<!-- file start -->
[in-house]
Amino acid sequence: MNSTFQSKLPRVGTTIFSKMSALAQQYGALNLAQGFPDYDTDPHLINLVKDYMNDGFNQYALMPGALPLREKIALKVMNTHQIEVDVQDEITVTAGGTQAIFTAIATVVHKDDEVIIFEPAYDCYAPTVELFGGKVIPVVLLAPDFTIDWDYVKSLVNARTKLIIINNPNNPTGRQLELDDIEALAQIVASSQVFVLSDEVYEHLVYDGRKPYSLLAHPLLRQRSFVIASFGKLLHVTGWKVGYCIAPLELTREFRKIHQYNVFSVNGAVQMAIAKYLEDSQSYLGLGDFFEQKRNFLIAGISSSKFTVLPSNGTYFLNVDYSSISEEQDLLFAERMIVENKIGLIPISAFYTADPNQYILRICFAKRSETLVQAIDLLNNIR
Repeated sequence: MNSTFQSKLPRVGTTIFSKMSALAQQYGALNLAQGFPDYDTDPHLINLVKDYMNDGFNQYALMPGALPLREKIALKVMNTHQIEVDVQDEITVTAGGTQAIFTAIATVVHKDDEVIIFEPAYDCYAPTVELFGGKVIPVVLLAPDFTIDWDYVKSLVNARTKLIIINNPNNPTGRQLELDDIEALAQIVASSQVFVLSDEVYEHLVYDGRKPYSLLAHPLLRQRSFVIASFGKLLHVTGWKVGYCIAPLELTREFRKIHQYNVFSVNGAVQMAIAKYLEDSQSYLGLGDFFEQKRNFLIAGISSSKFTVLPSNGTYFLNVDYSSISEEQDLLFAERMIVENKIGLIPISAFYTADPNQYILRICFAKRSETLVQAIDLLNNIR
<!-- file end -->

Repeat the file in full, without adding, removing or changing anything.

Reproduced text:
[in-house]
Amino acid sequence: MNSTFQSKLPRVGTTIFSKMSALAQQYGALNLAQGFPDYDTDPHLINLVKDYMNDGFNQYALMPGALPLREKIALKVMNTHQIEVDVQDEITVTAGGTQAIFTAIATVVHKDDEVIIFEPAYDCYAPTVELFGGKVIPVVLLAPDFTIDWDYVKSLVNARTKLIIINNPNNPTGRQLELDDIEALAQIVASSQVFVLSDEVYEHLVYDGRKPYSLLAHPLLRQRSFVIASFGKLLHVTGWKVGYCIAPLELTREFRKIHQYNVFSVNGAVQMAIAKYLEDSQSYLGLGDFFEQKRNFLIAGISSSKFTVLPSNGTYFLNVDYSSISEEQDLLFAERMIVENKIGLIPISAFYTADPNQYILRICFAKRSETLVQAIDLLNNIR
Repeated sequence: MNSTFQSKLPRVGTTIFSKMSALAQQYGALNLAQGFPDYDTDPHLINLVKDYMNDGFNQYALMPGALPLREKIALKVMNTHQIEVDVQDEITVTAGGTQAIFTAIATVVHKDDEVIIFEPAYDCYAPTVELFGGKVIPVVLLAPDFTIDWDYVKSLVNARTKLIIINNPNNPTGRQLELDDIEALAQIVASSQVFVLSDEVYEHLVYDGRKPYSLLAHPLLRQRSFVIASFGKLLHVTGWKVGYCIAPLELTREFRKIHQYNVFSVNGAVQMAIAKYLEDSQSYLGLGDFFEQKRNFLIAGISSSKFTVLPSNGTYFLNVDYSSISEEQDLLFAERMIVENKIGLIPISAFYTADPNQYILRICFAKRSETLVQAIDLLNNIR